Saturday, May 18, 2024

Membership Has Its Privileges

Back at it kids, with more peeks at Topps Sports Club news today!

The cover of Issue #3 had confused me when I first encountered it as I wasn't sure if there was, in addition to the Bobby Clarke 8x10, one of Dave DeDusschere.  Now that I have the full issue in hand, thanks to Friend o'the Archive David Eskenazi, I can see why I was confused as it took some time for me to grok that only the Guest Columnist (who most certainly did not pen the words of wisdom in each issue) got the photo insert honors.  Double D was so prominently featured that I thought he might have a glossy as well but I was, after a full review of the issue, quite shockingly, wrong.  Anyhoo, here we go.

The aforementioned page 1:

DeBusschere was interviewed by Herb Goren, who was a big name sportswriter and, having been the PR Director for the New York Rangers seems a likely candidate to have penned the Clarke piece.  In fact, given his CV, he may have ghosted all of the guest columns.

Page 2 is for continuity:

Page 3 is where the fun begins. The Pen Pals are long moved away folks...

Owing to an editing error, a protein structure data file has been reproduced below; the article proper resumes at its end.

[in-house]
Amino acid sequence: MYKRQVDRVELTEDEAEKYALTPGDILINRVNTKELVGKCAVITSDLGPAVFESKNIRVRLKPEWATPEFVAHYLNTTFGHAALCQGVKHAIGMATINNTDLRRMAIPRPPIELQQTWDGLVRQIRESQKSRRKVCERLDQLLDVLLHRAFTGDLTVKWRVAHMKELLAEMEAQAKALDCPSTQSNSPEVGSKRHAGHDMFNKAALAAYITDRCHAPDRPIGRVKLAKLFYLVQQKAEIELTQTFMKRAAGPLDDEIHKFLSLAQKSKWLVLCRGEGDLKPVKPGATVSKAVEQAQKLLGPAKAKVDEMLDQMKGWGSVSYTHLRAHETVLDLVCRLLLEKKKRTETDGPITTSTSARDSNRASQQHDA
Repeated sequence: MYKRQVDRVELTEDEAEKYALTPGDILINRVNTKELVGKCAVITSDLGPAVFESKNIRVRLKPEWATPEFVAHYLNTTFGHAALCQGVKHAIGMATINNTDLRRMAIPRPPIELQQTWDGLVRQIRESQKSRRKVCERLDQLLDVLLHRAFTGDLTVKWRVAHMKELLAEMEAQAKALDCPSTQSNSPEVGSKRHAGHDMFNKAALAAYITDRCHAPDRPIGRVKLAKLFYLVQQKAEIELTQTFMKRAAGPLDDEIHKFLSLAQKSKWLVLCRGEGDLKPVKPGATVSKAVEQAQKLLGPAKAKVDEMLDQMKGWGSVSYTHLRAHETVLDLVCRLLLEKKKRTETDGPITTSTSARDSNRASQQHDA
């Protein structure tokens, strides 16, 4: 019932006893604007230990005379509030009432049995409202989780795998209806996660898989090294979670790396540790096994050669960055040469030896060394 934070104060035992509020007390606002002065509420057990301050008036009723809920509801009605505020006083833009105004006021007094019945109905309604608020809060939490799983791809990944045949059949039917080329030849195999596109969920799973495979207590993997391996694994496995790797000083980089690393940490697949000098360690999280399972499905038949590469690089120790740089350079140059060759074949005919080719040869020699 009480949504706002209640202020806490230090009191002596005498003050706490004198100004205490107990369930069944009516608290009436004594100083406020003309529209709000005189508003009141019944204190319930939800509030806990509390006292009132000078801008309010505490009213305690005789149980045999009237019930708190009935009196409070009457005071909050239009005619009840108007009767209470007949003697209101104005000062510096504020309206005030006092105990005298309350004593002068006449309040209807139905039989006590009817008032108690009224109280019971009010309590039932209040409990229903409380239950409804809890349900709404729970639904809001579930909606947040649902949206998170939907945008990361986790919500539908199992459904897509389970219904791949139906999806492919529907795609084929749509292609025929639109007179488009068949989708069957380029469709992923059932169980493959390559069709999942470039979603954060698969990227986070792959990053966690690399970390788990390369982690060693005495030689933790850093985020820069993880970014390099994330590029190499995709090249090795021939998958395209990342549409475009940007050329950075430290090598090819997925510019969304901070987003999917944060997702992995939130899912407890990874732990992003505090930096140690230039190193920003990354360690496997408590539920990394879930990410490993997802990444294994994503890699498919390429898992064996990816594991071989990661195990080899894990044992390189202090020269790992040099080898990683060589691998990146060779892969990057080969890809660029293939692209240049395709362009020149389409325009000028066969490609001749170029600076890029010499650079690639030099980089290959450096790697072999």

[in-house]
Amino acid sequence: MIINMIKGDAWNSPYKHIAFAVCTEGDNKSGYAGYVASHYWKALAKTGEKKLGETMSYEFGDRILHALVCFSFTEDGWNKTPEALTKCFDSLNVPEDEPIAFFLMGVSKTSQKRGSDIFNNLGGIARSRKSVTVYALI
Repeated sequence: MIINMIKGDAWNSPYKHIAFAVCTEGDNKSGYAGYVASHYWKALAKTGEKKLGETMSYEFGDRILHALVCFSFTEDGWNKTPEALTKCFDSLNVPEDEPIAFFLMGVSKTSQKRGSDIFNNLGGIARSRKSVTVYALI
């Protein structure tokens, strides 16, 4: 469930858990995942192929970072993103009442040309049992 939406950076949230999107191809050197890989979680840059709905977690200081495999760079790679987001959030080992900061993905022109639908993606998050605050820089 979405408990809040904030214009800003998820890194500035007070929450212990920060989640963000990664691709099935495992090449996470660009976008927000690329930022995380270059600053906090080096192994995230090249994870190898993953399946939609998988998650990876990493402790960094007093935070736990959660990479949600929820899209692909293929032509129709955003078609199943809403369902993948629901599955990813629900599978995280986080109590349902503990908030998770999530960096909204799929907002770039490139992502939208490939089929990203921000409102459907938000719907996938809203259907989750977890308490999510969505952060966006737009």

More fun happens on page 4. Love the book reviews, I read all of them back in the day except the Modern Encyclopedia of Basketball:

More continuity takes up most of page 5 as did the Collectors' Corner:

Many familiar names are listed in the effort to put kids in touch with various collectors clubs around the country, which details I have to imagine were provided by Woody Gelman. Some noteworthy names were proffered: Jim Nowell organized what was essentially the first baseball card convention and Richard Egan wrote a very early E card guide that was a masterwork of organization in the pre-Internet days.  John Stirling also published a price guide in 1977 that was the best one yet.

An old vaudeville joke made an appearance in "Hot Dog" on the sixth and final page:

This came with two inserts I think.  The Clarke 8x10 was of course in there:

It's paper but really well done.  In fact, the entire package was unfailingly professional is every aspect and that expense probably helped doom the club.  But before that happened in 1976, Topps reached out to their subscribers to pump the membership numbers:

I have no idea who Darrell West was. I assume it's just a made up name as the newsletter would seem, to me at least, to have been an outside production with specific input from Topps. I will say that the $2.50 for three issue was money well spent given the preview cards and extras included with each mailing but it may have been too much for the average pre-teen back then.

The flip side tries the old soft sell:

I'm sorry but if it took you hours to get through a typical issue, even with all the games and quizzes, you probably were not the brightest bulb in the package!  The premium offers were mostly well beyond the typical fare offered by the Bazooka Joe comics: